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Cricotracheal resection for adult and pediatric subglottic stenoses: Similarities and differences
Operative Techniques in Otolaryngology-Head and Neck Surgery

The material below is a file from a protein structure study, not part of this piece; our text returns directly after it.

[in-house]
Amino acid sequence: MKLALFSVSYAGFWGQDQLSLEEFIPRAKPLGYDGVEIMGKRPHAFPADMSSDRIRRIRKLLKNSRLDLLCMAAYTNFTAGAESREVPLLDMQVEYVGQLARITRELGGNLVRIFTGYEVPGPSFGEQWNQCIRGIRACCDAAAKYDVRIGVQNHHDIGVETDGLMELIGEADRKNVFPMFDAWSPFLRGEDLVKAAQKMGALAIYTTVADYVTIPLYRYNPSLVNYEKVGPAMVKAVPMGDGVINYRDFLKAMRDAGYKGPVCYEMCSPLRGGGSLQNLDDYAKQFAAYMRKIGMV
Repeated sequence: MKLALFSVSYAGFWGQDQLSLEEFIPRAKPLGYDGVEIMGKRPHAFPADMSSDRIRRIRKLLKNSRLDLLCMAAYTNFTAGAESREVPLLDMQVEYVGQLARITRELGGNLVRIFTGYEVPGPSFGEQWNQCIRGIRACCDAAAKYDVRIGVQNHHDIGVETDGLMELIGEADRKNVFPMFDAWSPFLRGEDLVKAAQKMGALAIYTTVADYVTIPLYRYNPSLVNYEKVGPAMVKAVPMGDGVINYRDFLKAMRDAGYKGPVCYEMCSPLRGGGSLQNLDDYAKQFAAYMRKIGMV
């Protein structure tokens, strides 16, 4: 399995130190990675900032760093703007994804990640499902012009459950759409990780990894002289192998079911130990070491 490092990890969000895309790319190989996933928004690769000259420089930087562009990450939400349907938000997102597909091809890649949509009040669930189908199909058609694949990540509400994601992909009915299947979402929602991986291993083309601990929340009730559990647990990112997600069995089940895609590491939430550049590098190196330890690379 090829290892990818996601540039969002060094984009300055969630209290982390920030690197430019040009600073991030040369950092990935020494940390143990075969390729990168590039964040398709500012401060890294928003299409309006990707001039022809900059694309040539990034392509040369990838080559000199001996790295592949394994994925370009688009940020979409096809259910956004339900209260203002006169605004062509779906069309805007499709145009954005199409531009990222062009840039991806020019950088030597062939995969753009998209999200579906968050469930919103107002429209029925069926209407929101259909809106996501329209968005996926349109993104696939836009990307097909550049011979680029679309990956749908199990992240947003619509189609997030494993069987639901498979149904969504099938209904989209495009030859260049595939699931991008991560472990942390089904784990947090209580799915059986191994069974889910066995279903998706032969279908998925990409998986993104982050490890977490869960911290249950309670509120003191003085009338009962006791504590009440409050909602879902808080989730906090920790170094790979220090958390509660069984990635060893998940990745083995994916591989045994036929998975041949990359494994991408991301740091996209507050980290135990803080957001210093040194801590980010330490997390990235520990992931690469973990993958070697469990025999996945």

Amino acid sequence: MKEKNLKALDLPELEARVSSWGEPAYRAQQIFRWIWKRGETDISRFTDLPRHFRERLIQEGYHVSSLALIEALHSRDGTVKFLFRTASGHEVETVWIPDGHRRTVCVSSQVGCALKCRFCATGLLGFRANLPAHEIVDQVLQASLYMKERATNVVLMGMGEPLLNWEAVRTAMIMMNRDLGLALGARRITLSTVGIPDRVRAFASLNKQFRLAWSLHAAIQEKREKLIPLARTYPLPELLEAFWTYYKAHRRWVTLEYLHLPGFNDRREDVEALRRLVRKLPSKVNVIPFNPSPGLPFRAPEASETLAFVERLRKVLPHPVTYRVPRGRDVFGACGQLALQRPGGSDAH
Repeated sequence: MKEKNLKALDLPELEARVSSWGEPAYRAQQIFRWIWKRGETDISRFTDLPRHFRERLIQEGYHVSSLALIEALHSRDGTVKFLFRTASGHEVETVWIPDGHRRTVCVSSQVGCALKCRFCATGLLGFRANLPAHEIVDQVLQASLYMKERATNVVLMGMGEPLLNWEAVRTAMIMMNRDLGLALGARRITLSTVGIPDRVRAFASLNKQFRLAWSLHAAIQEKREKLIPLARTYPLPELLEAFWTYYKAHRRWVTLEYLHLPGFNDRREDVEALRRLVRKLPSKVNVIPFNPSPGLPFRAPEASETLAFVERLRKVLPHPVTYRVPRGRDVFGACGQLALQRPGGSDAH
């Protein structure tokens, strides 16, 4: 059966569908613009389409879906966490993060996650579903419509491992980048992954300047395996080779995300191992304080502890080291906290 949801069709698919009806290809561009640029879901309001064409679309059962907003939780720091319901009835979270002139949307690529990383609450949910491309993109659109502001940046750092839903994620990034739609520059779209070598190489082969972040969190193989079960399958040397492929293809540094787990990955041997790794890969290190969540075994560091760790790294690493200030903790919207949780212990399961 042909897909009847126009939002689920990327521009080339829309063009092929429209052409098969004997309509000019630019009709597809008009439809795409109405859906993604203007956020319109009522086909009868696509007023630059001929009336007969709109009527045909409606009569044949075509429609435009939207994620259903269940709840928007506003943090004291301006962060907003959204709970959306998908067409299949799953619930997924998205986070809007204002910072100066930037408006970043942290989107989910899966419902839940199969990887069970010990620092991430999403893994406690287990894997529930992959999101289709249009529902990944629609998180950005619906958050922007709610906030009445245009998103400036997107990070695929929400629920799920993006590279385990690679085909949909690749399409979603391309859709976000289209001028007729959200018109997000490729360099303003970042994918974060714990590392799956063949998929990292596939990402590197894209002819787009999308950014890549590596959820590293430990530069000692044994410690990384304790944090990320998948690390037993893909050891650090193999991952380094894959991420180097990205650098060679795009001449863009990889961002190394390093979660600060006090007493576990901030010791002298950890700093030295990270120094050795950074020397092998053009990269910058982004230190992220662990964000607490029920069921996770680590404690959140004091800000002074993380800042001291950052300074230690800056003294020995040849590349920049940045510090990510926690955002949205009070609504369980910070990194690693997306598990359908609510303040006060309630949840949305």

Since the mid-1970s thoracic surgeons have used cricotracheal resection (CTR) in the adult population. Similar positive results have from then on been reported by different investigators using this technique. In contrast, otolaryngologists have typically used an anterior midline approach to the larynx and trachea for their laryngotracheal reconstructions (LTRs), both in adults and children. The fear of injury to the recurrent laryngeal nerve (RLN), the risk of a dehiscence of the anastomosis, and the interference with normal growth of the larynx in the pediatric age group were the main reasons put forward for not using a CTR for the cure of subglottic stenosis. In this article, we describe the similarities and differences in CTRs performed for adult and pediatric cases. The high rate (>90%) of success for severe pediatric SGS using CTR compares most favorably with LTR, which is still used in most otolaryngology departments. The reasons lie in the full resection of the stenosis and the restoration of a steady cartilaginous framework of the larynx and trachea with full mucosal lining on both sides of the anastomosis. Furthermore, CTR can be associated with a Rethi procedure for the cure of combined posterior glottic and subglottic stenoses. Good results from series of two different centers suggest that CTR will become the treatment of choice for pediatric severe SGS, as is presently the case in the adult population.
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